• Accelerated OMPF Cuts for 2015 – The budget cuts operating funding to municipalities with challenging fiscal circumstances by $35 million in 2015.  This represents an unexpected funding cut of $10 million to the communities that can least afford it and which benefitted the least from the upload.  AMO had advocated for a deferral of the expected $25 million cut.  While ongoing discussions between the municipal sector and the Ministry of Finance on the OMPF continue, they will not blunt the impact of this envelope decrease.  The Association remains extremely surprised and disappointed with this move.  It raises ongoing questions regarding the government’s approach to OPP billing.  Specifically, what does this added decrease mean when OPP billing reform policy for 2015 has not been determined?

  • Cuts to the Power Dam Special Payment Program – The 110 municipalities which host power dams will see $4.4 million in cuts to these transfers over four years.  Such dollars offset lost property tax revenues for these communities when the right to tax the dams was rescinded in 2001.  To illustrate the impact of this change, to the Municipality of Wawa, payments under this program represent the uncollectable tax revenue coming from 47% of its property assessment base.  Residents of Wawa face a 12.6% property tax increase to make up for these losses.  Any OMPF losses will be in addition to this change.  Municipalities affected by these reductions will be meeting shortly to review the situation and are encouraged to attend.

  • Municipal Hazardous or Special Waste (MHSW) Phase 2 Program Funding Cancelled – The Ontario government has cancelled the MHSW Phase 2 program.  Effective October 1, 2014, municipalities will no longer be reimbursed for the management of MHSW Phase 2 materials.  Announced in the 2012 provincial budget, MHSW Phase 2 was to be a three-year $10.5 million program.  
AMO is surprised and disappointed in the cancellation of this small and important waste diversion program, especially with no consultation or warning mid-year for municipal operations and budgets.   We are very concerned about this additional fragmentation of the MHSW program and the great potential for resident confusion about where these toxic materials go while knowing that the public expects that hazardous and toxic materials will be safely diverted from our landfills and water sources.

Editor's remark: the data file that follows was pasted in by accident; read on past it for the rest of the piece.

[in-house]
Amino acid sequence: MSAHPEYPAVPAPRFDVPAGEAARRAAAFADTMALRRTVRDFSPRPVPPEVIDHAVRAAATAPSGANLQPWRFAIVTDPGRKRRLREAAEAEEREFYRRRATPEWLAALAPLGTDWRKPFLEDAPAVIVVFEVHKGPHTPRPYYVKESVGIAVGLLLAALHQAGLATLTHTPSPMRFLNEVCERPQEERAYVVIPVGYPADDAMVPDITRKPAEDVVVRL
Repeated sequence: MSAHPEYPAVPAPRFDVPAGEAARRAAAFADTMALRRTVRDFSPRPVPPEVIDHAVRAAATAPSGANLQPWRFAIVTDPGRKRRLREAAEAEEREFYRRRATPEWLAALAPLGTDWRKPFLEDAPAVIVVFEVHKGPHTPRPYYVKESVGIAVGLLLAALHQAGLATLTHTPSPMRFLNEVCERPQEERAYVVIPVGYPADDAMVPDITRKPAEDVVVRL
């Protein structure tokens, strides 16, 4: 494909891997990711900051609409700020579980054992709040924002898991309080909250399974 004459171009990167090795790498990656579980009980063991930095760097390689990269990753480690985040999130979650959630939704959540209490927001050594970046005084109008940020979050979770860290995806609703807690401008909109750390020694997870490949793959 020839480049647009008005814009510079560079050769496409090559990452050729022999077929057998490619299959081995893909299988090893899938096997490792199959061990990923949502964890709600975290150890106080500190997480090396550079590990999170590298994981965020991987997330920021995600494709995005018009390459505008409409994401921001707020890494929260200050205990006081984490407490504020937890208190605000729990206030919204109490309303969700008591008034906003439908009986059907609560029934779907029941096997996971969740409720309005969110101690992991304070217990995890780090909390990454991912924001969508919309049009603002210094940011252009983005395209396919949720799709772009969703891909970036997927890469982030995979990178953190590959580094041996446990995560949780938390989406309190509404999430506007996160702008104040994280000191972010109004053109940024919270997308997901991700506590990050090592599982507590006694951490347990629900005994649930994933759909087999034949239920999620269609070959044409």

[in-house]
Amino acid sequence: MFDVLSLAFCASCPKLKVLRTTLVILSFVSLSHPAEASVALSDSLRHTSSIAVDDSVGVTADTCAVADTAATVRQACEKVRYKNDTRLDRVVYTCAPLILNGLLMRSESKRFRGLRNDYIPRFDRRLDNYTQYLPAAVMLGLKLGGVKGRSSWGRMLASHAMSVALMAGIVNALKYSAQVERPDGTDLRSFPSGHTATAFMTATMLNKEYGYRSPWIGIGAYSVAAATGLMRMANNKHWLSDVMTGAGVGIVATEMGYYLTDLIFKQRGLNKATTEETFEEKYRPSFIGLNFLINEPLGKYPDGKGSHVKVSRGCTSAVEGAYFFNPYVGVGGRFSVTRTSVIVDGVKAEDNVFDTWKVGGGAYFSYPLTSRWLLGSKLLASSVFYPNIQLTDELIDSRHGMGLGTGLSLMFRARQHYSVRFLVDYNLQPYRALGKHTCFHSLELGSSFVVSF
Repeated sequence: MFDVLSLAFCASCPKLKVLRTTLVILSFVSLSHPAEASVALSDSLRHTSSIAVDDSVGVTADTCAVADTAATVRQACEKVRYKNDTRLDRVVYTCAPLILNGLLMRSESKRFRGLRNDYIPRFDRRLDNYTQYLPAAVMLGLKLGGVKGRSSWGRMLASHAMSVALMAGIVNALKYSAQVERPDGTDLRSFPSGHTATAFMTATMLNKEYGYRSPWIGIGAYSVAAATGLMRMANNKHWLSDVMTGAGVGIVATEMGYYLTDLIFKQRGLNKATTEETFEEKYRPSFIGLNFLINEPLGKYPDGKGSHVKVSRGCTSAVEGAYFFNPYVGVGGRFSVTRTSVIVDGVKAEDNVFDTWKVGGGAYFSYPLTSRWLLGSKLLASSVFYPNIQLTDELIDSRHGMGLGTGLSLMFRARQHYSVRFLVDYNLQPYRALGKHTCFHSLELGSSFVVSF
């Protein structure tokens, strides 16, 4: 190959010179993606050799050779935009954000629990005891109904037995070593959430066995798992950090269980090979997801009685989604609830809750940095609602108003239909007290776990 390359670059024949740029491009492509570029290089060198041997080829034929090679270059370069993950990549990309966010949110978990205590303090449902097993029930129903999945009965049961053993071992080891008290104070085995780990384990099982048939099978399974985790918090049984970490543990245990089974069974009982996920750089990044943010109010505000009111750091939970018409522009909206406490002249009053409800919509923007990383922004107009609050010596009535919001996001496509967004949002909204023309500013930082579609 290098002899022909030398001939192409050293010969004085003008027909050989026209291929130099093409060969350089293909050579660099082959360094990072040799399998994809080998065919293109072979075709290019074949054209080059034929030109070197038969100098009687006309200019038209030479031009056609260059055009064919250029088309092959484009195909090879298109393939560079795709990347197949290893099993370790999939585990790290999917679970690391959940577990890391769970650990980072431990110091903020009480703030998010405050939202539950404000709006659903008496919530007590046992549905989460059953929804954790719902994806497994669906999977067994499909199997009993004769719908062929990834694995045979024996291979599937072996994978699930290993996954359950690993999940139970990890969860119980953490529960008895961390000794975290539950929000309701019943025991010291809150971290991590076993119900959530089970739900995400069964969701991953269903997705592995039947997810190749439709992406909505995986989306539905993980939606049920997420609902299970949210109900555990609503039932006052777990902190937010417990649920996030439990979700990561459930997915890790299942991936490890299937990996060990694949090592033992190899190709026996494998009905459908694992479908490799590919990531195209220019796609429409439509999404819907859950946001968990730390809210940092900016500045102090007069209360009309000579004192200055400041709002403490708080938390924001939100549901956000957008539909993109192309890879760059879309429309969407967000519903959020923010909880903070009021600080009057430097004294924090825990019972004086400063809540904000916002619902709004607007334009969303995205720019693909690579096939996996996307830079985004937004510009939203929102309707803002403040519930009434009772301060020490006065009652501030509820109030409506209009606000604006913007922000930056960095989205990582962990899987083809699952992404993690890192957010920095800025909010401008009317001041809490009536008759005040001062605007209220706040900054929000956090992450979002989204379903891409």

This approach also compromises diversion goals and appears to retreat from the principle of extended producer responsibility – which holds manufacturers and retailers accountable for the costs related to safe disposal of their products.  Phase 2 materials include six wastes:  fire extinguishers, rechargeable batteries, fluorescent light bulbs and tubes, mercury-containing devices such as thermostats and thermometers, and pharmaceuticals and sharps (for those pharmaceuticals and sharps not captured through the Health Products Stewardship Association’s regulated program).

We understand that the Ministry of Environment will be working with producers, municipalities, and other stakeholders to determine a path forward on options for best management of these Phase 2 MHSW wastes given this upcoming program cancellation.  However, no details have been provided at this point.   AMO has been a strong advocate of expanding producer responsibility for their products and packaging and will continue to do so.  We will provide members with further information on this and other waste diversion matters once available.
 
AMO’s budget analysis will continue.  Further updates will be provided as required.